That theme of family was even evidenced when Dakota Danielle first starting writing her own songs.

“The very first song that I wrote was about my aunt who passed away when I was young. I was really close to her and we lived on the same street. I don’t remember her too much, because I was so young.  I spent a lot of time with her from what my parents told me. I wrote the song when I was in high school and it was about how I have this feeling that I was close to her. I played it for my family for the first time at Christmas and everybody was bawling. The song is called “Marlene,” because that was her name,” she says.

When I played “Marlene,” for the family and I saw the reactions on their faces it meant a lot to me. I created this piece of art and I created this story and then to see their expressions that is when it made me love doing that even more. After that I got brave enough to play for some of my friends and I tried out for the Effingham County State Fair talent show.  I got second place on that and that built up my confidence.”

Dakota Danielle has been in Nashville now for three years and she says, “Once I decided to do the EP I was really focused on finding my sound and making sure that the songs that I wrote reflected who I am as an artist. That’s when all the ideas started flowing and when all of the ideas came into place.”

Out of that focused songwriting emerged the hard hitting song, “The Key,” once again driven by guitars and drums, with edgy vocals. It is about looking for a place or perhaps a space to which one can escape when you just need a break from life or perhaps things get a bit overwhelming and Danielle sings, “Music is the key,” and that is where as she says, “..music can be an escape from your bad day for three minutes.”

The EP closes out with the quick paced “Who I Wanna Be,” and it is about making a difference in our world and making a difference in the lives of other people.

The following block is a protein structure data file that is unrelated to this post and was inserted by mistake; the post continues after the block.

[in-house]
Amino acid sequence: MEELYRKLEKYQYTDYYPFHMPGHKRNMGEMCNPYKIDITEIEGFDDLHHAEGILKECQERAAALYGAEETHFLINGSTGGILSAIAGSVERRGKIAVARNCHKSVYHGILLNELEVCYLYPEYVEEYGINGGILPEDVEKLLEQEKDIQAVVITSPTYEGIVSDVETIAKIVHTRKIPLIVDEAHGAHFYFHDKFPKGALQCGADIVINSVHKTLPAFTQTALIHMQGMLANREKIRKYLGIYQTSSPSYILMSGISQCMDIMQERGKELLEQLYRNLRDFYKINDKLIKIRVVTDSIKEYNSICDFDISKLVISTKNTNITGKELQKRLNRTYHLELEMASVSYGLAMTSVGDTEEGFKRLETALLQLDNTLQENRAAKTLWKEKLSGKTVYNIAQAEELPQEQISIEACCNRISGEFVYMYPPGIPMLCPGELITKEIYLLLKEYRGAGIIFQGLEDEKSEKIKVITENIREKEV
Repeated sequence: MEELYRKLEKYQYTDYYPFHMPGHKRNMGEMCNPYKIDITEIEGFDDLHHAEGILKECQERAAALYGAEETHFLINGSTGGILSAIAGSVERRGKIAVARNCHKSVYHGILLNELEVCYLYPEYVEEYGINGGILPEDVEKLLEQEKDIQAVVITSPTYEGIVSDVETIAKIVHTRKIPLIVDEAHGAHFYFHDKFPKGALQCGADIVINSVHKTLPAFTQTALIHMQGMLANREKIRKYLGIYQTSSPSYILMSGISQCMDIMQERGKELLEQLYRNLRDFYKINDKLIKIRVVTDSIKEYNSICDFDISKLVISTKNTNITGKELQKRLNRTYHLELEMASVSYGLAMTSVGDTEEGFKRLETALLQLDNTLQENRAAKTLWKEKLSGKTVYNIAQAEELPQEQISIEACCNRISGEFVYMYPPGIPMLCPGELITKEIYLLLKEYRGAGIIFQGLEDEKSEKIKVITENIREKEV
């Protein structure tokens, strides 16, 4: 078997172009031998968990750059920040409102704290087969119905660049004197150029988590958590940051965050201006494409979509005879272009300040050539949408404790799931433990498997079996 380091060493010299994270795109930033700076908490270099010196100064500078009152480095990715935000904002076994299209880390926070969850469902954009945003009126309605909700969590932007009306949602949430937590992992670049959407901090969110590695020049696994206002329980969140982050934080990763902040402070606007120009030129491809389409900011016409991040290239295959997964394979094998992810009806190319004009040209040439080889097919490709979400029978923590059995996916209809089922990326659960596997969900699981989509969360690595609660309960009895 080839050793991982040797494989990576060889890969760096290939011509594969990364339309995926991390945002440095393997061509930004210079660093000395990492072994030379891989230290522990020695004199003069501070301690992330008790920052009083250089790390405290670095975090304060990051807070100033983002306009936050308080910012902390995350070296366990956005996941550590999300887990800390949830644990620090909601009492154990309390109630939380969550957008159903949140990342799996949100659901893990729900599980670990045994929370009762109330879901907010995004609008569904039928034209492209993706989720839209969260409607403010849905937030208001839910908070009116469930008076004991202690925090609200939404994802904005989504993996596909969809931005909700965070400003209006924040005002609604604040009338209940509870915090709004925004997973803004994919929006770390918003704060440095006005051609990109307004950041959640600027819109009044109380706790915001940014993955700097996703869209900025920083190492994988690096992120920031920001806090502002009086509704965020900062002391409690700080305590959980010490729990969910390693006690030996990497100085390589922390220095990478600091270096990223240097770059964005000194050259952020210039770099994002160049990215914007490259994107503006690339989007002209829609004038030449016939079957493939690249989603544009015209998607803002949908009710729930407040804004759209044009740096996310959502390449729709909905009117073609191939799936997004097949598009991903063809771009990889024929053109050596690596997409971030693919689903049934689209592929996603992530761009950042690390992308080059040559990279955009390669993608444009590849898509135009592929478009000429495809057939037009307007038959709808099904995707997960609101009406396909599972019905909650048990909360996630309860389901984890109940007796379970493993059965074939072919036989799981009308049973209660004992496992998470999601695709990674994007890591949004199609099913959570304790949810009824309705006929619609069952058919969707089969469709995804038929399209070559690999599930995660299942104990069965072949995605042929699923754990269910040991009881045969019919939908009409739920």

“I wrote “Who I Wanna Be,” as a final little reminder to myself. When I first started writing it I thought oh my gosh people are going to think this is my actual personality. I wrote it as a general thing how all of us can forget that there are other people in the world who are experiencing the same things as us and I feel like we sometimes forget to say thank you more and to let people who are close to us know that we love them. It is just because we get so caught up in what we are doing. I wrote this as a reminder to myself to make sure I do look at the world differently and I try to help the world at my feet. I tell people that I am close to that I love them as much as I can and I enjoy life in the moment, as much as I can, instead of thinking about the future, so I don’t miss out on what is going on in my life right now,” says Dakota Danielle.

Make sure you visit the website for Dakota Danielle and listen to her music. When you realize how good she is, make sure you purchase her music. If you want to continue to listen to really good music created by really good artists then we have to support them folks.   Return to Our Front Page

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This interview by Joe Montague  published October 15, 2017 is protected by copyright © and is the property of Riveting Riffs Magazine All Rights Reserved.  All photos are the the property of  Dakota Danielle unless otherwise noted and all  are protected by copyright © All Rights Reserved. This interview may not be reproduced in print or on the internet or through any other means without the written permission of Riveting Riffs Magazine, All Rights Reserved